The Super Bowl brought to light a clear message: digital-first commerce has taken hold across even the most unexpected markets, and it’ll require 100% trusted digital identity to sustain new growth.
The Super Bowl is, well, the “superbowl” of advertising. It’s a gauge of what’s driving consumer spend and revenue as measured by pop culture.
From online car sales to mobile mortgages, one-third of the nearly 60 Super Bowl advertisers represented a fast-evolving world of digital commerce, where increasingly complex—and risky —services are available to consumers via mobile or web channels.
Before pandemic lockdowns, innovators pushed toward digital-first and digital-only services in expected areas, such as fintech, media and gig economy models. This placed a demand for rapid and accurate identity verification, KYC, and instant day zero fraud decisioning for riskier account openings.
But lockdowns flung nearly every market into a short-term digital-only environment, including those once defined by physical interaction—medical care and home sales, for example.
This evolution has also driven a deeper entrenchment of digital services in unlikely spaces. Healthcare providers have launched bi-directional messaging and medical record apps with built-in bill pay, gaming systems allow players to gift each other points, freelance job markets include booking and payment features.
Back in 2019, McKinsey forecasted that digital identity would play a role in unlocking about 4% of GDP value in North America by 2030. The underlying concept was that identity is the literal front door of every new account and subsequent transaction on the internet. If Super Bowl advertising is a measure of growth, we may hit those forecasts in 2021.
Recent modeling work completed with One World Identity projects a growth to $30b in digital identity spend, driven by virtual health care, gaming and government use cases in addition to more expected financial services and retail models.
As everything goes remote and digital, the potential for innovation is endless—but so is the risk. Identity verification and fraud prevention take on a much weightier role when the transaction at hand is an $80,000 car theft or a full complement of personally identifiable information, including medical history. And yet the need to rapidly acquire consumers without friction remains central. From the consumer’s perspective, if onboarding doesn’t happen quickly enough, they’ll click away to a competing online psychotherapist.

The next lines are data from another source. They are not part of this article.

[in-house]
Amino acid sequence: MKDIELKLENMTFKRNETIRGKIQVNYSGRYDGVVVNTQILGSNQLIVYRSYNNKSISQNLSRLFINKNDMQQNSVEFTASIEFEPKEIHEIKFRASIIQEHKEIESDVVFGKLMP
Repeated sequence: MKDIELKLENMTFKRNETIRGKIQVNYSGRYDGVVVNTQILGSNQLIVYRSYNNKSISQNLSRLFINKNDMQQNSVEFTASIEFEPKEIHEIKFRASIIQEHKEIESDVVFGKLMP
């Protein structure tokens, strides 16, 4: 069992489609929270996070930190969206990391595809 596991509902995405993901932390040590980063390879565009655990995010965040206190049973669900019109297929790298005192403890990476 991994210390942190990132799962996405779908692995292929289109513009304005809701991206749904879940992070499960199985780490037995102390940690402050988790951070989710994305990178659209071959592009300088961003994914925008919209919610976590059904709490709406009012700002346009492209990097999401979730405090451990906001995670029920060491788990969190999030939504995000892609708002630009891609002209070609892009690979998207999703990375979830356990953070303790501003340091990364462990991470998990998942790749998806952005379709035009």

For us at Socure, this next phase of commerce requires nothing short of 100% trusted digital identity to unlock accounts at day zero with continuous protection throughout the customer lifecycle. This means end-to-end identity solutions as table stakes, including full-coverage KYC and identity verification, omnidimensional fraud decisions, and document verification. Further, it places a new demand on market-agnostic, persistent and portable entity resolution along with passive verification which allows consumers to safely move across digital ecosystems without friction.
I hope that next year’s Super Bowl ads reflect an era in which we can go to the movies instead of ordering them online—or test drive a car instead of taking a virtual ride. But I also know that a vaccine won’t prevent consumers from embracing the convenience they have found in many of these new digital services.
At Socure, we will be here to provide 100% digital identity trust with end-to-end solutions that aim to unlock commerce innovation while protecting digital thrivers and their consumers. For us, it’s a clear touchdown.
Rivka Gewirtz Little
Rivka Gewirtz Little is a financial crime and payments solution expert with nearly two decades of fintech market experience. Before re-joining Socure as the Chief of Staff to the CEO, she led Global Fraud Strategy in the treasury of Goldman Sachs. Prior, she served as the SVP of Marketing for Socure during the largest growth phase in company history. Earlier, Rivka was an industry analyst responsible for the Global Payment Strategies practice at IDC Financial Insights. There, she focused on the intersection of payments modernization, fraud and identity. Rivka's technology coverage has been cited in publications, including The New York Times, USA Today, CNET, Vox, The Verge and a number of technology trade journals.
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